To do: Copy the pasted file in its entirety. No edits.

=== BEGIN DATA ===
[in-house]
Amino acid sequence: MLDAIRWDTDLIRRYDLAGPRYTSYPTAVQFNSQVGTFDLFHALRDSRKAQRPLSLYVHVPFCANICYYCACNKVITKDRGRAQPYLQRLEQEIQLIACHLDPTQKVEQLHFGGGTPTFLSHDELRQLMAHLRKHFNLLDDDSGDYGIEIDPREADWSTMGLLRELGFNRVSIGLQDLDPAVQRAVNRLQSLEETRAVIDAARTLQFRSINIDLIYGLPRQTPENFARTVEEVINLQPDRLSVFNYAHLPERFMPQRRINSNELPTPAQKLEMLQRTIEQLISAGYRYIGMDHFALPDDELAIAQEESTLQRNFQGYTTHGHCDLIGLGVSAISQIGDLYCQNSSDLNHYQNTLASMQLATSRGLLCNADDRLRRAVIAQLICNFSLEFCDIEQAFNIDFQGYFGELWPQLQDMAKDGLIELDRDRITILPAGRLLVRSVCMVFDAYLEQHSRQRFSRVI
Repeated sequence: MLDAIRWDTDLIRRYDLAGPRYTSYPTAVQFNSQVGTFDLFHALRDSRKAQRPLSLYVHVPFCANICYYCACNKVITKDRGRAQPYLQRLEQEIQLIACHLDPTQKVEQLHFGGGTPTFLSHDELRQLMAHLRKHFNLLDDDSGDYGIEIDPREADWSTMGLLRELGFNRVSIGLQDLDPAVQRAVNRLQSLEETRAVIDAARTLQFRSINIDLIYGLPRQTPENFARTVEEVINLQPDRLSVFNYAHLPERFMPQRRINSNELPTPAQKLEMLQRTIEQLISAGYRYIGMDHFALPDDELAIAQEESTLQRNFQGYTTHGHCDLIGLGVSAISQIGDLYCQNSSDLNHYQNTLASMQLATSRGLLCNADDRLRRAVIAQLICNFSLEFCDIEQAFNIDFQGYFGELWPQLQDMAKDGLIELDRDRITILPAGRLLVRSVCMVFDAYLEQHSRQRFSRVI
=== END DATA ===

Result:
[in-house]
Amino acid sequence: MLDAIRWDTDLIRRYDLAGPRYTSYPTAVQFNSQVGTFDLFHALRDSRKAQRPLSLYVHVPFCANICYYCACNKVITKDRGRAQPYLQRLEQEIQLIACHLDPTQKVEQLHFGGGTPTFLSHDELRQLMAHLRKHFNLLDDDSGDYGIEIDPREADWSTMGLLRELGFNRVSIGLQDLDPAVQRAVNRLQSLEETRAVIDAARTLQFRSINIDLIYGLPRQTPENFARTVEEVINLQPDRLSVFNYAHLPERFMPQRRINSNELPTPAQKLEMLQRTIEQLISAGYRYIGMDHFALPDDELAIAQEESTLQRNFQGYTTHGHCDLIGLGVSAISQIGDLYCQNSSDLNHYQNTLASMQLATSRGLLCNADDRLRRAVIAQLICNFSLEFCDIEQAFNIDFQGYFGELWPQLQDMAKDGLIELDRDRITILPAGRLLVRSVCMVFDAYLEQHSRQRFSRVI
Repeated sequence: MLDAIRWDTDLIRRYDLAGPRYTSYPTAVQFNSQVGTFDLFHALRDSRKAQRPLSLYVHVPFCANICYYCACNKVITKDRGRAQPYLQRLEQEIQLIACHLDPTQKVEQLHFGGGTPTFLSHDELRQLMAHLRKHFNLLDDDSGDYGIEIDPREADWSTMGLLRELGFNRVSIGLQDLDPAVQRAVNRLQSLEETRAVIDAARTLQFRSINIDLIYGLPRQTPENFARTVEEVINLQPDRLSVFNYAHLPERFMPQRRINSNELPTPAQKLEMLQRTIEQLISAGYRYIGMDHFALPDDELAIAQEESTLQRNFQGYTTHGHCDLIGLGVSAISQIGDLYCQNSSDLNHYQNTLASMQLATSRGLLCNADDRLRRAVIAQLICNFSLEFCDIEQAFNIDFQGYFGELWPQLQDMAKDGLIELDRDRITILPAGRLLVRSVCMVFDAYLEQHSRQRFSRVI